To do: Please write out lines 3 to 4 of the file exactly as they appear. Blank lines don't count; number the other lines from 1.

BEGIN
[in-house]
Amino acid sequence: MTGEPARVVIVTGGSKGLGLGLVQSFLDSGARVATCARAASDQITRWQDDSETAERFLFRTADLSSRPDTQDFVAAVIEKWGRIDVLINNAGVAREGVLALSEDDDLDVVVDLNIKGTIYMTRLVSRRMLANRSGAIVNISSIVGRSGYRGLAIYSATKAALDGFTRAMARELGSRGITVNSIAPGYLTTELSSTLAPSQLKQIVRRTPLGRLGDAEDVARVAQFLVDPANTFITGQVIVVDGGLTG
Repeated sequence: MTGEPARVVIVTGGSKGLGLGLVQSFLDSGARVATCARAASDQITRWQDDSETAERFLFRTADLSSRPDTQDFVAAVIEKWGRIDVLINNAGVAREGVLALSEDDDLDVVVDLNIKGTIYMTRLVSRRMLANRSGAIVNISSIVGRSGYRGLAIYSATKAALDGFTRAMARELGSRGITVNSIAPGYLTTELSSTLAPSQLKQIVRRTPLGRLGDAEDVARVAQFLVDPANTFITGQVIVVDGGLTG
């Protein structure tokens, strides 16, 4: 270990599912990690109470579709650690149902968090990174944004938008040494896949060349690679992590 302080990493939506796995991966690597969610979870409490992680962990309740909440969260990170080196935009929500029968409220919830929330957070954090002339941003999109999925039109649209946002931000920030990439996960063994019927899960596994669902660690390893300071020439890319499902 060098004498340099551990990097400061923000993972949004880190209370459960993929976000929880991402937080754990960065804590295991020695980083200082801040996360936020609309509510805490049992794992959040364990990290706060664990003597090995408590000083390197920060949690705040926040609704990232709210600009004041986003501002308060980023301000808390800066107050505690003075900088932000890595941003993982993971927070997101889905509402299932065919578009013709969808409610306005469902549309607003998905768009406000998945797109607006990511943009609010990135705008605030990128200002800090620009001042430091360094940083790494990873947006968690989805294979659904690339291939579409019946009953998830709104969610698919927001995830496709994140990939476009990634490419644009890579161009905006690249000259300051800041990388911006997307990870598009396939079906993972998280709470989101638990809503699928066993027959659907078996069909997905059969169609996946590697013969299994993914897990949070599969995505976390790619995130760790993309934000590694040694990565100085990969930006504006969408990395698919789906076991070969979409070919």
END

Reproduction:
Repeated sequence: MTGEPARVVIVTGGSKGLGLGLVQSFLDSGARVATCARAASDQITRWQDDSETAERFLFRTADLSSRPDTQDFVAAVIEKWGRIDVLINNAGVAREGVLALSEDDDLDVVVDLNIKGTIYMTRLVSRRMLANRSGAIVNISSIVGRSGYRGLAIYSATKAALDGFTRAMARELGSRGITVNSIAPGYLTTELSSTLAPSQLKQIVRRTPLGRLGDAEDVARVAQFLVDPANTFITGQVIVVDGGLTG
């Protein structure tokens, strides 16, 4: 270990599912990690109470579709650690149902968090990174944004938008040494896949060349690679992590 302080990493939506796995991966690597969610979870409490992680962990309740909440969260990170080196935009929500029968409220919830929330957070954090002339941003999109999925039109649209946002931000920030990439996960063994019927899960596994669902660690390893300071020439890319499902 060098004498340099551990990097400061923000993972949004880190209370459960993929976000929880991402937080754990960065804590295991020695980083200082801040996360936020609309509510805490049992794992959040364990990290706060664990003597090995408590000083390197920060949690705040926040609704990232709210600009004041986003501002308060980023301000808390800066107050505690003075900088932000890595941003993982993971927070997101889905509402299932065919578009013709969808409610306005469902549309607003998905768009406000998945797109607006990511943009609010990135705008605030990128200002800090620009001042430091360094940083790494990873947006968690989805294979659904690339291939579409019946009953998830709104969610698919927001995830496709994140990939476009990634490419644009890579161009905006690249000259300051800041990388911006997307990870598009396939079906993972998280709470989101638990809503699928066993027959659907078996069909997905059969169609996946590697013969299994993914897990949070599969995505976390790619995130760790993309934000590694040694990565100085990969930006504006969408990395698919789906076991070969979409070919």